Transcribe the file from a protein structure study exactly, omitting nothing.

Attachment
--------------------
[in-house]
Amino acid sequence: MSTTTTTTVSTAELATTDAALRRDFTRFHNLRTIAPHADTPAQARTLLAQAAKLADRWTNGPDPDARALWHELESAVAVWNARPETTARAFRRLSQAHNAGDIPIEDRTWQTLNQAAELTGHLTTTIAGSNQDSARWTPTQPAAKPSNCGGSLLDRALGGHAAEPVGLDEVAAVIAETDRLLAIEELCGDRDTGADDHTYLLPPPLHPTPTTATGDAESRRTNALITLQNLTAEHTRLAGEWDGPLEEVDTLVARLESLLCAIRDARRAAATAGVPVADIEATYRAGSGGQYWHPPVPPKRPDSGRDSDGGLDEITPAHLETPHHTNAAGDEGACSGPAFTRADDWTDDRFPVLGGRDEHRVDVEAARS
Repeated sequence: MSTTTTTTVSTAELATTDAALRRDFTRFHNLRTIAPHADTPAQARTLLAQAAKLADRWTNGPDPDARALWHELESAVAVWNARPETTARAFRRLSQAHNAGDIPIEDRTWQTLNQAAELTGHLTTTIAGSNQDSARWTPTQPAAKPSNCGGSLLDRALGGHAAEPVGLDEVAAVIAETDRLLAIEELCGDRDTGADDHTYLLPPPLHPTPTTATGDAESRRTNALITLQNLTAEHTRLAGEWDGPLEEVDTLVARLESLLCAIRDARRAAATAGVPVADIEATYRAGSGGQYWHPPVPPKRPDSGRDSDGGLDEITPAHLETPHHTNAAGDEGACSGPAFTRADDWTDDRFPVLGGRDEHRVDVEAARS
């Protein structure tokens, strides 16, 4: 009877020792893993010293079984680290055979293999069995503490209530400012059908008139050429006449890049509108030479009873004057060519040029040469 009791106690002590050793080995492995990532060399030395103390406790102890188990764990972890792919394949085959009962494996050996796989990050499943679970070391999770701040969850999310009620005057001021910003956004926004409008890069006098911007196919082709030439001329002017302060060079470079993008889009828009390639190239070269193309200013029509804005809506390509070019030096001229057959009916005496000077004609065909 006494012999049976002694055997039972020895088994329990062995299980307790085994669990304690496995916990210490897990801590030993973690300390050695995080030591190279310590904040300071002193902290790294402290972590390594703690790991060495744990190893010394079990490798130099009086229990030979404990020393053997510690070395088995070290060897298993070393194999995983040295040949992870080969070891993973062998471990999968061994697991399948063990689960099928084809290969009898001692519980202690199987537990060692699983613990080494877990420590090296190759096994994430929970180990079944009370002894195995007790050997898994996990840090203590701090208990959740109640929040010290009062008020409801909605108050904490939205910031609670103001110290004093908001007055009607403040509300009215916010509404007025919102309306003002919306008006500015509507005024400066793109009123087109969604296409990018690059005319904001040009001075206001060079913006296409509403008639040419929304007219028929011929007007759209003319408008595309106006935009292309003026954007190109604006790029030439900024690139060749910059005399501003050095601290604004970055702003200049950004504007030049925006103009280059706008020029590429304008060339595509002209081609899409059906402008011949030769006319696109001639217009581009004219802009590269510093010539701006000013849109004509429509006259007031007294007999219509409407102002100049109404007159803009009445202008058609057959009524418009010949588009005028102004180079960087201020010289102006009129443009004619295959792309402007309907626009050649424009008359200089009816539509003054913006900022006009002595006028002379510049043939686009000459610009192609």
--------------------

[in-house]
Amino acid sequence: MSTTTTTTVSTAELATTDAALRRDFTRFHNLRTIAPHADTPAQARTLLAQAAKLADRWTNGPDPDARALWHELESAVAVWNARPETTARAFRRLSQAHNAGDIPIEDRTWQTLNQAAELTGHLTTTIAGSNQDSARWTPTQPAAKPSNCGGSLLDRALGGHAAEPVGLDEVAAVIAETDRLLAIEELCGDRDTGADDHTYLLPPPLHPTPTTATGDAESRRTNALITLQNLTAEHTRLAGEWDGPLEEVDTLVARLESLLCAIRDARRAAATAGVPVADIEATYRAGSGGQYWHPPVPPKRPDSGRDSDGGLDEITPAHLETPHHTNAAGDEGACSGPAFTRADDWTDDRFPVLGGRDEHRVDVEAARS
Repeated sequence: MSTTTTTTVSTAELATTDAALRRDFTRFHNLRTIAPHADTPAQARTLLAQAAKLADRWTNGPDPDARALWHELESAVAVWNARPETTARAFRRLSQAHNAGDIPIEDRTWQTLNQAAELTGHLTTTIAGSNQDSARWTPTQPAAKPSNCGGSLLDRALGGHAAEPVGLDEVAAVIAETDRLLAIEELCGDRDTGADDHTYLLPPPLHPTPTTATGDAESRRTNALITLQNLTAEHTRLAGEWDGPLEEVDTLVARLESLLCAIRDARRAAATAGVPVADIEATYRAGSGGQYWHPPVPPKRPDSGRDSDGGLDEITPAHLETPHHTNAAGDEGACSGPAFTRADDWTDDRFPVLGGRDEHRVDVEAARS
């Protein structure tokens, strides 16, 4: 009877020792893993010293079984680290055979293999069995503490209530400012059908008139050429006449890049509108030479009873004057060519040029040469 009791106690002590050793080995492995990532060399030395103390406790102890188990764990972890792919394949085959009962494996050996796989990050499943679970070391999770701040969850999310009620005057001021910003956004926004409008890069006098911007196919082709030439001329002017302060060079470079993008889009828009390639190239070269193309200013029509804005809506390509070019030096001229057959009916005496000077004609065909 006494012999049976002694055997039972020895088994329990062995299980307790085994669990304690496995916990210490897990801590030993973690300390050695995080030591190279310590904040300071002193902290790294402290972590390594703690790991060495744990190893010394079990490798130099009086229990030979404990020393053997510690070395088995070290060897298993070393194999995983040295040949992870080969070891993973062998471990999968061994697991399948063990689960099928084809290969009898001692519980202690199987537990060692699983613990080494877990420590090296190759096994994430929970180990079944009370002894195995007790050997898994996990840090203590701090208990959740109640929040010290009062008020409801909605108050904490939205910031609670103001110290004093908001007055009607403040509300009215916010509404007025919102309306003002919306008006500015509507005024400066793109009123087109969604296409990018690059005319904001040009001075206001060079913006296409509403008639040419929304007219028929011929007007759209003319408008595309106006935009292309003026954007190109604006790029030439900024690139060749910059005399501003050095601290604004970055702003200049950004504007030049925006103009280059706008020029590429304008060339595509002209081609899409059906402008011949030769006319696109001639217009581009004219802009590269510093010539701006000013849109004509429509006259007031007294007999219509409407102002100049109404007159803009009445202008058609057959009524418009010949588009005028102004180079960087201020010289102006009129443009004619295959792309402007309907626009050649424009008359200089009816539509003054913006900022006009002595006028002379510049043939686009000459610009192609």